Is it now essential for ministers to have a jacket with job titles on it?

Home secretary Priti Patel during a National Crime Agency operation in east London, May 19, 2021

Home secretary Priti Patel during a National Crime Agency operation in east London, May 19, 2021 - Credit: Stefan Rousseau/PA Wire/PA Images

Mitch Benn rounds up the worst of another week in politics, including Priti Patel, Grant Shapps and Ivanka Trump


I’m sure most of you saw the results of that rather grim photo-op which was convened a few days ago, in which alleged people-traffickers were being arrested and led away by police officers under the stern and disapproving gaze of the home secretary herself, Priti Patel. 

This threw up a couple of issues: first of all, what, besides posing for the cameras, was the Home Secretary doing there?  Was she there as possible backup for the arresting officers? For all that the diminutive Ms. Patel’s reputation as a workplace martinet precedes her, that would be of little help if things kick off.  

There’s also the question of the home secretary’s attire: a huge black flack jacket bearing the words HOME SECRETARY in big white letters. Matched on this occasion with dinky gold moccasin-type shoes, but let’s concentrate on that jacket: The prime minister’s got a similar one; he’s been seen wearing it at various events and excursions.

Do all our ministers now have a jacket with their job title on it? Why? Do they wear them at cabinet meetings so that our legendarily inattentive prime minister doesn’t have to keep asking who they all are and what they do? 


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While enjoying catching up on BBC TV’s The Repair Shop on the iPlayer, a thought occurs:

It’s odd, isn’t it, that much of the British public seems eager to revel in (and marvel at) expertise when it comes to watching people perform vital tasks such as restoring old teddy bears or baking elaborate cakes, but dismisses the whole concept of “expertise” as a load of elitist claptrap when it comes to footling matters like running the country and economy.

Maybe if we could find some way of reframing British politics as a heartwarming Sunday evening reality format we could get more of the public to care whether our leaders had the first clue about what they’re doing.

And while we’re here, even if “expertise” is an elitist concept, how is that a bad thing?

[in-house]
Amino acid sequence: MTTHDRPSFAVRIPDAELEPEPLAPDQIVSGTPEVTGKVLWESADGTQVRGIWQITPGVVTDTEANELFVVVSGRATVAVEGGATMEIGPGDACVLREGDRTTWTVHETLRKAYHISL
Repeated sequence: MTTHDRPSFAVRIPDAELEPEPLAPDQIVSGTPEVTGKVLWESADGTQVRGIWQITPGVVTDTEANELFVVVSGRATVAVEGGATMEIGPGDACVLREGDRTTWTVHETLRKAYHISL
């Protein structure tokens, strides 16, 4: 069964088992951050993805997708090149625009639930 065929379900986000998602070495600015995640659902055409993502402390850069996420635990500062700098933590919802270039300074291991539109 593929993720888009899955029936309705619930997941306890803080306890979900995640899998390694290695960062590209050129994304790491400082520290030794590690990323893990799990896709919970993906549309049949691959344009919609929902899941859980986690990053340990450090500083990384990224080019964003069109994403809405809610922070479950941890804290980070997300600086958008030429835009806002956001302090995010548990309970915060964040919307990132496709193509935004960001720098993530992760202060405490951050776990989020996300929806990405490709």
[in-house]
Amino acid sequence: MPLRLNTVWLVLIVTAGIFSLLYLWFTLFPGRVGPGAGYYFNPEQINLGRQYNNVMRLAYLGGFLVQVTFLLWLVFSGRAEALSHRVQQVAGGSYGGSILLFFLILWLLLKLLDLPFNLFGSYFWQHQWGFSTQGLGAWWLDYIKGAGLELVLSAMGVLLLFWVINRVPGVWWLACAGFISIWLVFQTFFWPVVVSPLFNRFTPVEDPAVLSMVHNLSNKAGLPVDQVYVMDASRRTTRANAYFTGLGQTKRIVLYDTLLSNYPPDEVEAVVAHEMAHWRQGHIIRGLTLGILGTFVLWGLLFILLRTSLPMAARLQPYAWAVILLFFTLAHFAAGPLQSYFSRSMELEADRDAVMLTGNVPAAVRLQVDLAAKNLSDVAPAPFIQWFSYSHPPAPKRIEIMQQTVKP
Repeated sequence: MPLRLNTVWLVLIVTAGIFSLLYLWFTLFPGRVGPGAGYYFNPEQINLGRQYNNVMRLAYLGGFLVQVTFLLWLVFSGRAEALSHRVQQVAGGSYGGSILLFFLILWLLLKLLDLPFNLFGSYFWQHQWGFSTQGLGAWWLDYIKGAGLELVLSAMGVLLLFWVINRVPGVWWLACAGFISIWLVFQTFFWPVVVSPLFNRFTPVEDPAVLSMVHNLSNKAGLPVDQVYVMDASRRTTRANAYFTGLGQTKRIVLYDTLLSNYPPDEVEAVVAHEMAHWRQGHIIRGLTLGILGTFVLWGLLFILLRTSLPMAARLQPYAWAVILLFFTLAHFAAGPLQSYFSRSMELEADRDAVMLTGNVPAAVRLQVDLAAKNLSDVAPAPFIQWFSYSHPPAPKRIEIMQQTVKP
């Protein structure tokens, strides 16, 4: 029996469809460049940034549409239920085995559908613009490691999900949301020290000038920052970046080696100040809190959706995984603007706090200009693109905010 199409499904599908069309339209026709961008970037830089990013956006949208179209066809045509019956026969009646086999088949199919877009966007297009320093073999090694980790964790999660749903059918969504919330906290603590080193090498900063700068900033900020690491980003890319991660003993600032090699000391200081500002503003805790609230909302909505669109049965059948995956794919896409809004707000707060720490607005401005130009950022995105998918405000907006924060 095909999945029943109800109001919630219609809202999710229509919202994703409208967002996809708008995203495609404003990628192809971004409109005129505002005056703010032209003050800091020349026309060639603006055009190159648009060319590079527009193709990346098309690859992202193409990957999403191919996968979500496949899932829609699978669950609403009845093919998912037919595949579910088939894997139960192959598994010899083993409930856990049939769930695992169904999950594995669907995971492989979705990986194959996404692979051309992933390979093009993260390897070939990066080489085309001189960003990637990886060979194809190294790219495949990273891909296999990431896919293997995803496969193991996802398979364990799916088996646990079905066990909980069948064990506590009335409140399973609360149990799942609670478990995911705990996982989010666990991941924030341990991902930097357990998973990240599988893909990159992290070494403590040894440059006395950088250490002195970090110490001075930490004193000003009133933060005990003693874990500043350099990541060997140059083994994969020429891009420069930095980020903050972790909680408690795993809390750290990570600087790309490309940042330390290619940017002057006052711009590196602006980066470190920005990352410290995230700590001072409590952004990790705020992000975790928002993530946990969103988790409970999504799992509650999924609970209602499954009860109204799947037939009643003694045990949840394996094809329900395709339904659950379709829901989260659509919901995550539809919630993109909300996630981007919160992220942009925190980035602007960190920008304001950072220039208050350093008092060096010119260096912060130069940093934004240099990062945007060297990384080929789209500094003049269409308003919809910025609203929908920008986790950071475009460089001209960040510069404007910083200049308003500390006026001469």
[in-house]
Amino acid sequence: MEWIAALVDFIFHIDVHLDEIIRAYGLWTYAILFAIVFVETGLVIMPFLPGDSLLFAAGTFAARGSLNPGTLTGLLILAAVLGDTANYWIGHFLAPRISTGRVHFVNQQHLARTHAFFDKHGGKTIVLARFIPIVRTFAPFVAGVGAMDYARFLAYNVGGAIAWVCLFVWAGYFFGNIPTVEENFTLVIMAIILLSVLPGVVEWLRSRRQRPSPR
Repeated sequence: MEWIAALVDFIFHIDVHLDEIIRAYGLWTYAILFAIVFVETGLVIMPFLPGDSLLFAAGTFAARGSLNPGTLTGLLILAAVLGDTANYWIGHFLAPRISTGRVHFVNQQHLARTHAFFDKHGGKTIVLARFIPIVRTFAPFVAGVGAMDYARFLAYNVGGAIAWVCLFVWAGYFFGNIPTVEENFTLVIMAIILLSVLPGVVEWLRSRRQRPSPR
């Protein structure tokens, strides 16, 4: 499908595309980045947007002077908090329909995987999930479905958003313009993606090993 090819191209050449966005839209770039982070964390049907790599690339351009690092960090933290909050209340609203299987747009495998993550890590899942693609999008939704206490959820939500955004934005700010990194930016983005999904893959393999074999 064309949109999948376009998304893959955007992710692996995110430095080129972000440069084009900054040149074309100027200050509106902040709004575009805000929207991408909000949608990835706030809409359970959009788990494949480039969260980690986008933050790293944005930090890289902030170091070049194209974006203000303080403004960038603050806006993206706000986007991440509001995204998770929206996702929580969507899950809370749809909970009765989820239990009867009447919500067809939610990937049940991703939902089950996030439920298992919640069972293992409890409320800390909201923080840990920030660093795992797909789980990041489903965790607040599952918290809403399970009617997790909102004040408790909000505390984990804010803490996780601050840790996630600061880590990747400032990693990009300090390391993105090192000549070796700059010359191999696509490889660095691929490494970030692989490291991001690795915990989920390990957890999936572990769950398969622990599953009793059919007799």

If your heart gave out, who would you rather have operate on you? An elite heart surgeon? Or someone with very firmly held beliefs on heart surgery? 


It has emerged that, back in December, when required to make a sworn deposition in court (as part of an investigation into alleged misappropriation of inauguration funds by the Trump organisation), Ivanka Trump insisted that she had never heard of Allen Weisselberg, despite the fact that Mr Weisselberg has been the chief financial officer of her father’s company since before she was born.

Ms. Trump truly is the chip off the old block that the old block wanted his sons to be. As the investigation into the affairs of the Trump family by the New York District Attorney’s office moves from a civil to a criminal inquiry, surely it’s only a matter of time before Donald Trump himself issues a statement to the effect that Donald Trump Jr. was only his eldest son in an extremely minor capacity for a short period of time.


Transport secretary (or that’s what it says on his jacket) Grant Shapps has announced the creation of a state-owned body to coordinate England’s fragmented and piecemeal rail network. The organisation will be known as Great British Railways, which raises a number of questions.

First of all, isn’t this nationalisation by the back door? If so, it’s alarmingly off-brand for the Conservatives. 

Secondly, why is it being called “Great British Railways” when it won’t operate in Scotland or Wales? 

 thirdly... what is it about this country that we think we can make anything better just by sticking the words “Great British...” in front of it? It might work for a Bake-Off or even a Sewing Bee but there’s got to be more to making our chaotic railways “Great” than just declaring them to be so...

In any event, now I’ve been double-vaccinated, I look forward to taking my first rail journey in many months, only to discover that there’s a Great British Replacement Bus Service in operation.


It’s time we got the message
It’s time we knew the score
We shouldn’t bother doing
Eurovision anymore.

It’s time we got the picture
It’s time we realised
We shouldn’t go competing
Where we’re openly despised.

And who can really blame them?
Who are we to judge?
Is it so surprising
That they bear us all a grudge?

We told them “You’re a burden!“
“Bled us white and did us wrong!”
“And we’re better off without you!”
“But please vote for our song...“

How much humiliation
Are we supposed to feel?
It’s meant to be a contest
Not an annual ordeal.

It’s time we got the nul points
They’re showing us the door
We shouldn’t bother doing
Eurovision anymore.

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